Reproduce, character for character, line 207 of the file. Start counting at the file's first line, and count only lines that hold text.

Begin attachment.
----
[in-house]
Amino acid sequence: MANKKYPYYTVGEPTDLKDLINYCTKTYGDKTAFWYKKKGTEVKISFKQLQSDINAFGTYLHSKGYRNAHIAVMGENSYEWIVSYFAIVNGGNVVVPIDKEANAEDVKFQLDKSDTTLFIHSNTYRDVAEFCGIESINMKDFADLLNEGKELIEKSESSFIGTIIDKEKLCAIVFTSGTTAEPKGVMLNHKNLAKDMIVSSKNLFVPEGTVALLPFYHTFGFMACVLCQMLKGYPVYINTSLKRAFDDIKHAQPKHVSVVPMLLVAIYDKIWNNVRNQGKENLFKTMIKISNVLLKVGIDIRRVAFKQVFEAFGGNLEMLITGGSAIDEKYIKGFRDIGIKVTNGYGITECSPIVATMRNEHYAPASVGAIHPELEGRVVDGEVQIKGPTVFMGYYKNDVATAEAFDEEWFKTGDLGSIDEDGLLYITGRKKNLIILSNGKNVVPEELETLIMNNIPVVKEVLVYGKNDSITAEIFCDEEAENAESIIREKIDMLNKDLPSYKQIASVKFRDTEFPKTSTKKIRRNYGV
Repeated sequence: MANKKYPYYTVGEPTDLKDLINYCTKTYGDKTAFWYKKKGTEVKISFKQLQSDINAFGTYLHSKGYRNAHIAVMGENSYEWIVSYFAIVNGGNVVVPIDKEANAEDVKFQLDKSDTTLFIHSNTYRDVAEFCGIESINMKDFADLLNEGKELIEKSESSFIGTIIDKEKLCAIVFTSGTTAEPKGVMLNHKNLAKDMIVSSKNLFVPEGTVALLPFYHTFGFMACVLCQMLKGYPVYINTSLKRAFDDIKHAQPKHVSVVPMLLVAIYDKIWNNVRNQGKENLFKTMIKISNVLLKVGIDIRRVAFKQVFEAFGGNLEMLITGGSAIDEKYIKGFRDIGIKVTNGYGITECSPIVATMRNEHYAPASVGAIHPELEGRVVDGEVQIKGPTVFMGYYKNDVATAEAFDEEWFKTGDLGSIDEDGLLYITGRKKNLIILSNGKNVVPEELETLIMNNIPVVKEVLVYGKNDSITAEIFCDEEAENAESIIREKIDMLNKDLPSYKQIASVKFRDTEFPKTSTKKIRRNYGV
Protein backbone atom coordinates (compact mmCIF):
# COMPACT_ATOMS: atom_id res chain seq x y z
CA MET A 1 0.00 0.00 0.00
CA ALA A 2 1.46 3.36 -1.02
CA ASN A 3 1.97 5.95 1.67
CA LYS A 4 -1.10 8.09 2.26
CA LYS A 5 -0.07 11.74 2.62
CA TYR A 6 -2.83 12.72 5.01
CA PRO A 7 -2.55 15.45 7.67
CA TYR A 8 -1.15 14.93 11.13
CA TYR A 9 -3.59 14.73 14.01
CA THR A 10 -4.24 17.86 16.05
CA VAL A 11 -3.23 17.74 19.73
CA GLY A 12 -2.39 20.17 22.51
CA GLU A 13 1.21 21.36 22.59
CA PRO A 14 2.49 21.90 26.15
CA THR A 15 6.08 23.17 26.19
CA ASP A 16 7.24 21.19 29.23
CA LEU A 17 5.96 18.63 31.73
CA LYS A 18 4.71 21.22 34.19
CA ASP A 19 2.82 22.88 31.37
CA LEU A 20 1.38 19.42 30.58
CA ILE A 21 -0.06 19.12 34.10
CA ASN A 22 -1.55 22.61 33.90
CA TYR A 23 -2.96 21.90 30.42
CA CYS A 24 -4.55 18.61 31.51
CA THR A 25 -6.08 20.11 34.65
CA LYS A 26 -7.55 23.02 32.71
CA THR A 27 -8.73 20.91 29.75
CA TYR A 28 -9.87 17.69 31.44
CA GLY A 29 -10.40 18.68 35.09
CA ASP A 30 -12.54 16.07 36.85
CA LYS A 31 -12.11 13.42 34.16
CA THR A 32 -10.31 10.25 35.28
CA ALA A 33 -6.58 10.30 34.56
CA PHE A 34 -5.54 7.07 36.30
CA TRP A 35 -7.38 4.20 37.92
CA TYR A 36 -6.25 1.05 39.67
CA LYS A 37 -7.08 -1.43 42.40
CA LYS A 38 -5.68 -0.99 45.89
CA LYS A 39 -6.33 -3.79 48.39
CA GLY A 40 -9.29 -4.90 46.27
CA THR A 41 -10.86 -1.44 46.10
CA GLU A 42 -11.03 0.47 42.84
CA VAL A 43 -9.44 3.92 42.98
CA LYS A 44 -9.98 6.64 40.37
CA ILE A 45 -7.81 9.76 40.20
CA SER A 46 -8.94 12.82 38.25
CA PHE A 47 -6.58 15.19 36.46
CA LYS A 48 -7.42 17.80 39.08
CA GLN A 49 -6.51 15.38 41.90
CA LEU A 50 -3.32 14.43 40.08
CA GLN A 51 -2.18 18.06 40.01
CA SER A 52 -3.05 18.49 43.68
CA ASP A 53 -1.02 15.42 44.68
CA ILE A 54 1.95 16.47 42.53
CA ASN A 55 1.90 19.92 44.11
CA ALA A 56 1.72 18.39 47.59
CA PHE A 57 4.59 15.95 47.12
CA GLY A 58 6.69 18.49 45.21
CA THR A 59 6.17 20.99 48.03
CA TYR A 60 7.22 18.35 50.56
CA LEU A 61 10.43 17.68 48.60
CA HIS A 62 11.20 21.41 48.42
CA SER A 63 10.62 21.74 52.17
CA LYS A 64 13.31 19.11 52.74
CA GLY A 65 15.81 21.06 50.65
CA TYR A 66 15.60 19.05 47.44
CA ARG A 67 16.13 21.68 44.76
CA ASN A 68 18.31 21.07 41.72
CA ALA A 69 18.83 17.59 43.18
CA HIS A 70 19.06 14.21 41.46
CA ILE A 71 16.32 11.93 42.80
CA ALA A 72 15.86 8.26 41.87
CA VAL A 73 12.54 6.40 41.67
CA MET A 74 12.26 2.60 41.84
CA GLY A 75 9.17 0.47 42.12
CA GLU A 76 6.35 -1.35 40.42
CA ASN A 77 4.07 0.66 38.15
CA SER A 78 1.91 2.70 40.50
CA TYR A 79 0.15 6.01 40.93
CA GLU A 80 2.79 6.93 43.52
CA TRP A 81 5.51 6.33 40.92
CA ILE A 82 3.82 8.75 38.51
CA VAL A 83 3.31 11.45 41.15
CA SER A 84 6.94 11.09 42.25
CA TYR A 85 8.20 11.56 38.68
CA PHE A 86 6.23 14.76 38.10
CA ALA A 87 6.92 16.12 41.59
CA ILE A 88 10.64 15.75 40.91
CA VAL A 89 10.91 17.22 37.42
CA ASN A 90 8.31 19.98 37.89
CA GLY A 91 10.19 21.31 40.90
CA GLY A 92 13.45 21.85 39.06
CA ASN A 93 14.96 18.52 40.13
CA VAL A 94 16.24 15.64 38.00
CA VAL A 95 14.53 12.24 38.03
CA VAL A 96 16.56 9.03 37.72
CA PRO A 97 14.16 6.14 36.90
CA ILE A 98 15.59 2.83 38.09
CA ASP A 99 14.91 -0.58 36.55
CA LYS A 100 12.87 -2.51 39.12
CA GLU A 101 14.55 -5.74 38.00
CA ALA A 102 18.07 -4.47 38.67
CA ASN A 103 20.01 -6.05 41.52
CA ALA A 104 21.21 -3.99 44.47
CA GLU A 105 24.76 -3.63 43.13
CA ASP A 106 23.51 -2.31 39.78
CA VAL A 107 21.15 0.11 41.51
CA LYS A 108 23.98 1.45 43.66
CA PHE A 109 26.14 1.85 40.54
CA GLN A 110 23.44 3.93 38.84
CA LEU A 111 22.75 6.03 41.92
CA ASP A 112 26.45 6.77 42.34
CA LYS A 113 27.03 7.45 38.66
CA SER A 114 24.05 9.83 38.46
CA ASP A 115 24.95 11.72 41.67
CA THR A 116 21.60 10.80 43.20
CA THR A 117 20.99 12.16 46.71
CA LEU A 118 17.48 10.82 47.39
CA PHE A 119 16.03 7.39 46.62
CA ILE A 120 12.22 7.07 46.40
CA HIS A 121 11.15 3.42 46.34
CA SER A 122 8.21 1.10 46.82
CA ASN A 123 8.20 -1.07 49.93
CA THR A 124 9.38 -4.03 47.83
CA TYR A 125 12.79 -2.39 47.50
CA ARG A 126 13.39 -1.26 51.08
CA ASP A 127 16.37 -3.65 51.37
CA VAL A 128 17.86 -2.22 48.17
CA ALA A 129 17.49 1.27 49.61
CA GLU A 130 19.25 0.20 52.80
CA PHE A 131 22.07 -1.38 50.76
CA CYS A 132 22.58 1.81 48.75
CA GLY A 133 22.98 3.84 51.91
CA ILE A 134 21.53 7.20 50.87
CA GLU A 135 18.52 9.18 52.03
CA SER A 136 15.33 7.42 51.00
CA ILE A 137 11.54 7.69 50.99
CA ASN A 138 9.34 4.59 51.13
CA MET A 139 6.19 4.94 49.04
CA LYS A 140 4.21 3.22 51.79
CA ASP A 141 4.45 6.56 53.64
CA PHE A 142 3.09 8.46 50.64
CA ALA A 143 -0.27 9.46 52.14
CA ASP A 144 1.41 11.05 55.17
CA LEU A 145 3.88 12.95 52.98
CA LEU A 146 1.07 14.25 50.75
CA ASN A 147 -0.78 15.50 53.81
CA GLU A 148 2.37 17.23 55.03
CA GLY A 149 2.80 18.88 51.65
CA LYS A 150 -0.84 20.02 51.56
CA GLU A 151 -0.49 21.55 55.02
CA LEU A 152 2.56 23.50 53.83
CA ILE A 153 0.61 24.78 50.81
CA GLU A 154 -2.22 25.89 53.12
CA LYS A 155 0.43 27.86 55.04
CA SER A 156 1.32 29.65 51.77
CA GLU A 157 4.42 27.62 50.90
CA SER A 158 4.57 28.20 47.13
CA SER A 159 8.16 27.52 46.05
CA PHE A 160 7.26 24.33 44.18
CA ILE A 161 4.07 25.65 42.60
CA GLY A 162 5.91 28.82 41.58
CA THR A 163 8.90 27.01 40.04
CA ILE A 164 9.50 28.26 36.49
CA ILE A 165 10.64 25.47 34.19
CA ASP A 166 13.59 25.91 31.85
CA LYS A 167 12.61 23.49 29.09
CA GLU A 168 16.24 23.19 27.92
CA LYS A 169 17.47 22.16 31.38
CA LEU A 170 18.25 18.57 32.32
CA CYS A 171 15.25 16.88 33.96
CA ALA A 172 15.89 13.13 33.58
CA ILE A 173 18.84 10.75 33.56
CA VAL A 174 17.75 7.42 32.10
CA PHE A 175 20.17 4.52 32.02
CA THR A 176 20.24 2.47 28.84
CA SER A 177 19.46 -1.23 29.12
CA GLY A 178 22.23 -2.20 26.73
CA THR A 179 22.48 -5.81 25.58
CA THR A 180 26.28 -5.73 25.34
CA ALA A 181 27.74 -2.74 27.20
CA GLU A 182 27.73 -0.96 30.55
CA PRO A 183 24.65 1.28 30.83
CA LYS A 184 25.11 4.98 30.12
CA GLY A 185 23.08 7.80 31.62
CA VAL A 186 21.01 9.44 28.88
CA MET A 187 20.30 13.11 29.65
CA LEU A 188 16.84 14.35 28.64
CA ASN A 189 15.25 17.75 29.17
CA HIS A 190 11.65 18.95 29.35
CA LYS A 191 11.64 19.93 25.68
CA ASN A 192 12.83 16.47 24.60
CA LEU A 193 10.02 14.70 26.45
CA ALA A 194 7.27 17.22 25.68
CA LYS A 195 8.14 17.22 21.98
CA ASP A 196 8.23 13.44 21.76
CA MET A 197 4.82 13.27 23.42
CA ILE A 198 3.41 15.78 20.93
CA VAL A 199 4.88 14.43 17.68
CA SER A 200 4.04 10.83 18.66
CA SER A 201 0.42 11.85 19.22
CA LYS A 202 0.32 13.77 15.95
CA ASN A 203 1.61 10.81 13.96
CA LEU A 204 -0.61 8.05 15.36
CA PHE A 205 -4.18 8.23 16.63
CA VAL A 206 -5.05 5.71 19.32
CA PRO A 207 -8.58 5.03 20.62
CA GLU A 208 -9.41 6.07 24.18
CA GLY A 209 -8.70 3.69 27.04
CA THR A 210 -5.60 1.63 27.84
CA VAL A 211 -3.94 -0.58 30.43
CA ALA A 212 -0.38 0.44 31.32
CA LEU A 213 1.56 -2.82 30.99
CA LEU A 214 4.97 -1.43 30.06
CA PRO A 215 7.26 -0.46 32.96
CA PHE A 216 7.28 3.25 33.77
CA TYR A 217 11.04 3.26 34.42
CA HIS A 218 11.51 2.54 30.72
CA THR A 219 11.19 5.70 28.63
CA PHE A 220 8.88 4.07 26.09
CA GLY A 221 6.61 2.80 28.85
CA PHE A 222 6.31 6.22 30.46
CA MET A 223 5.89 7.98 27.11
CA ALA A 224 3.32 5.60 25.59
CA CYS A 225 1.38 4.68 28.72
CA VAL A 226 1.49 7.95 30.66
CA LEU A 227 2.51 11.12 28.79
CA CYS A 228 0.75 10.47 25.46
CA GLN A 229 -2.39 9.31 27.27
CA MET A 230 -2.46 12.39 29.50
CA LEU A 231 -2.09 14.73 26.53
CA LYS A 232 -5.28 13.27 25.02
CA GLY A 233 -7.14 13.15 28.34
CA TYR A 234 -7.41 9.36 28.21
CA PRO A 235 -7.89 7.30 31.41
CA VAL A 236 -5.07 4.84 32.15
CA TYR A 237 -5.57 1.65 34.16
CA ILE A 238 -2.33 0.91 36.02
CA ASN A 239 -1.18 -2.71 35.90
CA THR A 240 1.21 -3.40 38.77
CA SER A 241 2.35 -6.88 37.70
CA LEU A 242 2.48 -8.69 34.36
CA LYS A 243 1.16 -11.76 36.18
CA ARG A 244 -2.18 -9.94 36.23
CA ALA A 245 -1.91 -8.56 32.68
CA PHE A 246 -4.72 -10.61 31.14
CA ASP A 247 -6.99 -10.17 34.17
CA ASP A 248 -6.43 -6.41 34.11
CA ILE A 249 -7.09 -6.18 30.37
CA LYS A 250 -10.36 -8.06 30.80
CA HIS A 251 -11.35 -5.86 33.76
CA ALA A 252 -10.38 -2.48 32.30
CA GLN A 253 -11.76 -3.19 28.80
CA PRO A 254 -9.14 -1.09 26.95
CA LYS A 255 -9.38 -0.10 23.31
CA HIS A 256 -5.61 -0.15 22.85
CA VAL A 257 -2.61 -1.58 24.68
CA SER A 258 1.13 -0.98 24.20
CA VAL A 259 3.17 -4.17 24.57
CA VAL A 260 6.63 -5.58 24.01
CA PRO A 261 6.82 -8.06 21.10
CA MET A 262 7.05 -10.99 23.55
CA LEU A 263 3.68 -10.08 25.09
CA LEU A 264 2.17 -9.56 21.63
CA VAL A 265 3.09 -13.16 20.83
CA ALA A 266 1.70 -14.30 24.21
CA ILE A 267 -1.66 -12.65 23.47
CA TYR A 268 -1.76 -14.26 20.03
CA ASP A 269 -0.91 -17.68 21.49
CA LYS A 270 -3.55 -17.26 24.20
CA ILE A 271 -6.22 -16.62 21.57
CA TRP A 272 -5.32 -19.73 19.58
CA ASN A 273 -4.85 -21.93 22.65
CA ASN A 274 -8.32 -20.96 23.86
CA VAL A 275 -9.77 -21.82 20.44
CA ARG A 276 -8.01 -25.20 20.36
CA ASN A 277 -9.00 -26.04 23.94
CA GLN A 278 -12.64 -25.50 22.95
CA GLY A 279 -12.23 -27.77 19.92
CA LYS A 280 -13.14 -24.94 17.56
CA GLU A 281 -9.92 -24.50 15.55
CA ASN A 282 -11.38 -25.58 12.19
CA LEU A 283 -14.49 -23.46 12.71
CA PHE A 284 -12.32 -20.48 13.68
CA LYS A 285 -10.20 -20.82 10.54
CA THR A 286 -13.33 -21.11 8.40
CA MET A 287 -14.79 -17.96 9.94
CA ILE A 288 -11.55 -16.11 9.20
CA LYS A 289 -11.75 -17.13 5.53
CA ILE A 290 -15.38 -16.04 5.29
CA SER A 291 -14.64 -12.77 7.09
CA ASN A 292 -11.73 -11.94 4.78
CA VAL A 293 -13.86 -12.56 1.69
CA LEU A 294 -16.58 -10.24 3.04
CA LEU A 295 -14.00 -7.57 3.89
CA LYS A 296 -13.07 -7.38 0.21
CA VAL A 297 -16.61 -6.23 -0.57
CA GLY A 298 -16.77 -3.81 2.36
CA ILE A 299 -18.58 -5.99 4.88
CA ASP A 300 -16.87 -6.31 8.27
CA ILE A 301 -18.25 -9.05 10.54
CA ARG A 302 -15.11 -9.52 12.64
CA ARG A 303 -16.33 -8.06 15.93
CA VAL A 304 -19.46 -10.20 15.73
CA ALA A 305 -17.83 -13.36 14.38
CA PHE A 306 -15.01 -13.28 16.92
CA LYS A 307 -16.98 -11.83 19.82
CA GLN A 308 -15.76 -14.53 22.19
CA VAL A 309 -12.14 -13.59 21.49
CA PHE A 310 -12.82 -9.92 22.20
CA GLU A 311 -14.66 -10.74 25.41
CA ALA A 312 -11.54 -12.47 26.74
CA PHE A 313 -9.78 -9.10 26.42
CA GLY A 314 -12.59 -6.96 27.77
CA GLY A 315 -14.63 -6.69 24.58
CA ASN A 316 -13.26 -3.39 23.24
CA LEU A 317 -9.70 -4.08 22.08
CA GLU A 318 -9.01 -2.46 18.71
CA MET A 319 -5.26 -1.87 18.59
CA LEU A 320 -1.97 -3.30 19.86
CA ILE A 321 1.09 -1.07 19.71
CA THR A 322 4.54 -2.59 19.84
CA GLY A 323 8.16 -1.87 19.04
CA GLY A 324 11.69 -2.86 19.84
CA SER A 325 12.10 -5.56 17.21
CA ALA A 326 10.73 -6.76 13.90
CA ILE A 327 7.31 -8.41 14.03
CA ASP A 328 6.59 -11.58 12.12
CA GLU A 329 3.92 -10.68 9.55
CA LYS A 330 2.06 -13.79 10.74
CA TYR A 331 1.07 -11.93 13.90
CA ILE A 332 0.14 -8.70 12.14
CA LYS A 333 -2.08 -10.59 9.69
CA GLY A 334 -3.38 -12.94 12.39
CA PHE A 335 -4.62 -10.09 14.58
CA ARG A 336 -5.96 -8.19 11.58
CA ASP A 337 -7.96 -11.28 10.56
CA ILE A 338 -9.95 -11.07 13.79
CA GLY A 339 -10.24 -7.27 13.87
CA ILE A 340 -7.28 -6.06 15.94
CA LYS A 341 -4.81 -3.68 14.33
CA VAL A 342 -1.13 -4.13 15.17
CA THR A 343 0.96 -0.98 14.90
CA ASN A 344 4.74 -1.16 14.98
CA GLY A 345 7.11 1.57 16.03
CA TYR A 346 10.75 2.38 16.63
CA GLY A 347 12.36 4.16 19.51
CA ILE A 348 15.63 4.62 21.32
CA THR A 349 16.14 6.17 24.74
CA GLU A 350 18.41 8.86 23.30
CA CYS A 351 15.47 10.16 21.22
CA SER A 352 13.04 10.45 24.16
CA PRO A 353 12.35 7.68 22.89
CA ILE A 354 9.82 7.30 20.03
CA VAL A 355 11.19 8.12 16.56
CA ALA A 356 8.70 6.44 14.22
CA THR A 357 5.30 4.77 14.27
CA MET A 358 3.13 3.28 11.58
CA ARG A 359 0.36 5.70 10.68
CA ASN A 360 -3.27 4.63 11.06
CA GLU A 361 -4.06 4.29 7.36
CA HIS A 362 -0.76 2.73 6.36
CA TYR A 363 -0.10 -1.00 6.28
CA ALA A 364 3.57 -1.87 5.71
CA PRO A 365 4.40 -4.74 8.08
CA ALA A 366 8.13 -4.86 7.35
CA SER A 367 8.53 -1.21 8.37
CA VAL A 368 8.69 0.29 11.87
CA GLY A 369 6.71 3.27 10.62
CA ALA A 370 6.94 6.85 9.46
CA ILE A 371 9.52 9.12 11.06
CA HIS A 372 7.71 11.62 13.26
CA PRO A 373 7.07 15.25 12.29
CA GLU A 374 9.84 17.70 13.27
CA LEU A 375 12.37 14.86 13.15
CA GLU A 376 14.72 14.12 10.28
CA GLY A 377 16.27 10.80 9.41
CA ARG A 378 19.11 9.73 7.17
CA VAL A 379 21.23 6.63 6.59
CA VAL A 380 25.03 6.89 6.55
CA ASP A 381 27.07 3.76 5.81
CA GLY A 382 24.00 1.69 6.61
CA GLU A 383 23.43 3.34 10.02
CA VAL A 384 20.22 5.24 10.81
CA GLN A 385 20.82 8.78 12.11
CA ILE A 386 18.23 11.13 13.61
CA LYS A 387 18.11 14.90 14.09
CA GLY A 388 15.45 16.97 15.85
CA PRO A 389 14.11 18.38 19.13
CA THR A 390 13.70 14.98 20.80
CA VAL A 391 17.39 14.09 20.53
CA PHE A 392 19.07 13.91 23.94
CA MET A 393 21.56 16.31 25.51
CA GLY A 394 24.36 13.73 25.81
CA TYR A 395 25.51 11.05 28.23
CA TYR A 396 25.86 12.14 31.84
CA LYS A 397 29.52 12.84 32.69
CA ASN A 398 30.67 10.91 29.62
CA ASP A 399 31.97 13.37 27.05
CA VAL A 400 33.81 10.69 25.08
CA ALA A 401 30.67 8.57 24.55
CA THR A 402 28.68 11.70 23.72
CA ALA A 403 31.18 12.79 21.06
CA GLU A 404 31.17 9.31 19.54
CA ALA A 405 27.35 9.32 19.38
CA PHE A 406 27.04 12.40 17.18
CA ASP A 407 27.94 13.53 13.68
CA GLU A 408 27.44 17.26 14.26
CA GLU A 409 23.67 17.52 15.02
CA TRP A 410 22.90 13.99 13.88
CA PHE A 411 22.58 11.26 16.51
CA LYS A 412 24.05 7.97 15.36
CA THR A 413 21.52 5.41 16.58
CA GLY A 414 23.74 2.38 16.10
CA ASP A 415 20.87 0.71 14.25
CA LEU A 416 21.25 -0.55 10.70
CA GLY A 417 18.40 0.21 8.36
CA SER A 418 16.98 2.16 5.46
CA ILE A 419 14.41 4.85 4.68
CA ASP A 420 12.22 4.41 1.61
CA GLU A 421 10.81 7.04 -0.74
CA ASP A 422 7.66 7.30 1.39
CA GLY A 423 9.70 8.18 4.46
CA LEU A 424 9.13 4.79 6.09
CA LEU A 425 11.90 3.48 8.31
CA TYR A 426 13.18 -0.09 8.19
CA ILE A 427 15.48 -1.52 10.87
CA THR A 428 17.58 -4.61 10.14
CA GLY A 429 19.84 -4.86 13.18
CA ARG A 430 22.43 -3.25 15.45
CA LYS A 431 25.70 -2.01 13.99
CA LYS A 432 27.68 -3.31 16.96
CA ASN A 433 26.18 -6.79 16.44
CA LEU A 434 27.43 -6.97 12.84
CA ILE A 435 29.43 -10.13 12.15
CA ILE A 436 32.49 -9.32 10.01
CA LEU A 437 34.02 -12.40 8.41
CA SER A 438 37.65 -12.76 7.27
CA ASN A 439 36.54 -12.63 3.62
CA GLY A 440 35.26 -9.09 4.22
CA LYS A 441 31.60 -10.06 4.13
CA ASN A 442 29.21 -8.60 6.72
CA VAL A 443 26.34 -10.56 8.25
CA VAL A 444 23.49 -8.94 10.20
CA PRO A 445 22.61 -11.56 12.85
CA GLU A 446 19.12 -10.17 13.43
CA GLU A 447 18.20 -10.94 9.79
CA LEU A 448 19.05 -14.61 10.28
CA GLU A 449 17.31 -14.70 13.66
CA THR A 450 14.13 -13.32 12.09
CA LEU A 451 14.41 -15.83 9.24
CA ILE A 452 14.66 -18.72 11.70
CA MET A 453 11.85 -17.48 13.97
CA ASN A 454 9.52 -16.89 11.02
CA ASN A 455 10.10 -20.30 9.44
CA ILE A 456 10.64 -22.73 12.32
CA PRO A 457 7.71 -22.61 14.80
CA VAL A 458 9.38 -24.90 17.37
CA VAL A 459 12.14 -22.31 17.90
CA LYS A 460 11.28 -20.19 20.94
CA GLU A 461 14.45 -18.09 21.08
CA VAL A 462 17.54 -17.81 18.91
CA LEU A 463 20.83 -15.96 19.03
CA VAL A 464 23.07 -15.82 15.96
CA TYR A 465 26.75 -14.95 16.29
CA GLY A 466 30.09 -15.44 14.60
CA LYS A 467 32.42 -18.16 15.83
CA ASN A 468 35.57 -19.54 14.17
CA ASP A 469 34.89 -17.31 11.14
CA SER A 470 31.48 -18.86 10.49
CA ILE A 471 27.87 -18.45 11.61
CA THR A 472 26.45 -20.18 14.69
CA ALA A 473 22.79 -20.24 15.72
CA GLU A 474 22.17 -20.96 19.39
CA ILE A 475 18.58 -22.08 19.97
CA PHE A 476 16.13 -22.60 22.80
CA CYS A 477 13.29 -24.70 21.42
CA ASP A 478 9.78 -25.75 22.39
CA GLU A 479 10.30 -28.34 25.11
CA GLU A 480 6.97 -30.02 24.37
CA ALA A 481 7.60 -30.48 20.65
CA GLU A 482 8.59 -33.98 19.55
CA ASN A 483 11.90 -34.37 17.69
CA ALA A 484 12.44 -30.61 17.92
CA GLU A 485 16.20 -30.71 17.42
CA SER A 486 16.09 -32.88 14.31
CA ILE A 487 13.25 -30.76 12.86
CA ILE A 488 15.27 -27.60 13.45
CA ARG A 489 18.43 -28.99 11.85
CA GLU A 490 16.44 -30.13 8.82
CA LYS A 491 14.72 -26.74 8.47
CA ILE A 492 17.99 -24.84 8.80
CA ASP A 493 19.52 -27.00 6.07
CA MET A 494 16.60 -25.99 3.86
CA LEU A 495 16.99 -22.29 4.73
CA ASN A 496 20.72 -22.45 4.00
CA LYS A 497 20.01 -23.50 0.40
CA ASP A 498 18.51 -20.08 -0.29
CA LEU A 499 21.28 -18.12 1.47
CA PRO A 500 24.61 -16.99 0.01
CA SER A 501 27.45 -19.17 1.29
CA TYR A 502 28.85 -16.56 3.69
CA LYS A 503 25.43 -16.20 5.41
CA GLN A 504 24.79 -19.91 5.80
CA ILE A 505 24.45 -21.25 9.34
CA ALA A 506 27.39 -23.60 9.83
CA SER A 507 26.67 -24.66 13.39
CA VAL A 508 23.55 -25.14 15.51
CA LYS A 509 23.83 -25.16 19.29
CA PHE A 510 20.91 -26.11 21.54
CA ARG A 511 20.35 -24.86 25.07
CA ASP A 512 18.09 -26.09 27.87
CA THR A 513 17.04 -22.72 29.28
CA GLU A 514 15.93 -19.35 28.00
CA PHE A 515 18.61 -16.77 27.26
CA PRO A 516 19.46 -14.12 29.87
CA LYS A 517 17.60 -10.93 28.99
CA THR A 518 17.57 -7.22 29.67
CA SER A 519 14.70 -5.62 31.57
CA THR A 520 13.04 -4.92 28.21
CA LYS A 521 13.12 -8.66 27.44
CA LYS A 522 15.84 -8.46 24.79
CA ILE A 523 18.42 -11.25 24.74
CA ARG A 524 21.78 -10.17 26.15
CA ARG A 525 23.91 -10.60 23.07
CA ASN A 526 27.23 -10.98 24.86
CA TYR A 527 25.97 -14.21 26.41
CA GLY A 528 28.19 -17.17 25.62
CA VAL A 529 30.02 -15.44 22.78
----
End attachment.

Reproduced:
CA LYS A 202 0.32 13.77 15.95